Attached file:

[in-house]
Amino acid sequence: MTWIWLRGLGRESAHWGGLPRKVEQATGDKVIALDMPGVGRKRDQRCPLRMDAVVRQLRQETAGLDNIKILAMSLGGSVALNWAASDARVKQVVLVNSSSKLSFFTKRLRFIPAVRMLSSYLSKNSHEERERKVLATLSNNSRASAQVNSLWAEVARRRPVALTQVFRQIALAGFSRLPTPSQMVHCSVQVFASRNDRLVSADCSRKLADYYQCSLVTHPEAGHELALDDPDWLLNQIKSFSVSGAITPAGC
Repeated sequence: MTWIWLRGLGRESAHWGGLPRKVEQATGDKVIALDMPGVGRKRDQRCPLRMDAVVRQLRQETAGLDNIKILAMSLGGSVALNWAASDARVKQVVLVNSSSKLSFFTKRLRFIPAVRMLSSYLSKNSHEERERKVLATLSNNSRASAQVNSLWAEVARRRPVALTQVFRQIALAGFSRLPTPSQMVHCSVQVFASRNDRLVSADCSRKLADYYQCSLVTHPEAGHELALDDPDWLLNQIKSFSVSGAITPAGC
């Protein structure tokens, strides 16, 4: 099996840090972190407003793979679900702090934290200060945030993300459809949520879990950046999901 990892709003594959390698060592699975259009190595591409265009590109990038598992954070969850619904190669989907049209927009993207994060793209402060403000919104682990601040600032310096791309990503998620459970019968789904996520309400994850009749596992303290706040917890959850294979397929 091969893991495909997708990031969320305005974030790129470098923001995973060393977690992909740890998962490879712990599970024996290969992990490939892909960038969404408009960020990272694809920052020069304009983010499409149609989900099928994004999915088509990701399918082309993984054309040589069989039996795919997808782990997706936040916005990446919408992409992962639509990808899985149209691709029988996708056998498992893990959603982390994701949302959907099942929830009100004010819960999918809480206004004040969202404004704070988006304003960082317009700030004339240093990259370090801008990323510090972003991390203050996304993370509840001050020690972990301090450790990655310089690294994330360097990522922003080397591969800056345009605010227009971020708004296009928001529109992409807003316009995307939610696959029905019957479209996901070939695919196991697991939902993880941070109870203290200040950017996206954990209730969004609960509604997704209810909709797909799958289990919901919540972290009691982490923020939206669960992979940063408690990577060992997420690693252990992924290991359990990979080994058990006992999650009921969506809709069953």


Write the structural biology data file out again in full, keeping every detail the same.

[in-house]
Amino acid sequence: MTWIWLRGLGRESAHWGGLPRKVEQATGDKVIALDMPGVGRKRDQRCPLRMDAVVRQLRQETAGLDNIKILAMSLGGSVALNWAASDARVKQVVLVNSSSKLSFFTKRLRFIPAVRMLSSYLSKNSHEERERKVLATLSNNSRASAQVNSLWAEVARRRPVALTQVFRQIALAGFSRLPTPSQMVHCSVQVFASRNDRLVSADCSRKLADYYQCSLVTHPEAGHELALDDPDWLLNQIKSFSVSGAITPAGC
Repeated sequence: MTWIWLRGLGRESAHWGGLPRKVEQATGDKVIALDMPGVGRKRDQRCPLRMDAVVRQLRQETAGLDNIKILAMSLGGSVALNWAASDARVKQVVLVNSSSKLSFFTKRLRFIPAVRMLSSYLSKNSHEERERKVLATLSNNSRASAQVNSLWAEVARRRPVALTQVFRQIALAGFSRLPTPSQMVHCSVQVFASRNDRLVSADCSRKLADYYQCSLVTHPEAGHELALDDPDWLLNQIKSFSVSGAITPAGC
């Protein structure tokens, strides 16, 4: 099996840090972190407003793979679900702090934290200060945030993300459809949520879990950046999901 990892709003594959390698060592699975259009190595591409265009590109990038598992954070969850619904190669989907049209927009993207994060793209402060403000919104682990601040600032310096791309990503998620459970019968789904996520309400994850009749596992303290706040917890959850294979397929 091969893991495909997708990031969320305005974030790129470098923001995973060393977690992909740890998962490879712990599970024996290969992990490939892909960038969404408009960020990272694809920052020069304009983010499409149609989900099928994004999915088509990701399918082309993984054309040589069989039996795919997808782990997706936040916005990446919408992409992962639509990808899985149209691709029988996708056998498992893990959603982390994701949302959907099942929830009100004010819960999918809480206004004040969202404004704070988006304003960082317009700030004339240093990259370090801008990323510090972003991390203050996304993370509840001050020690972990301090450790990655310089690294994330360097990522922003080397591969800056345009605010227009971020708004296009928001529109992409807003316009995307939610696959029905019957479209996901070939695919196991697991939902993880941070109870203290200040950017996206954990209730969004609960509604997704209810909709797909799958289990919901919540972290009691982490923020939206669960992979940063408690990577060992997420690693252990992924290991359990990979080994058990006992999650009921969506809709069953």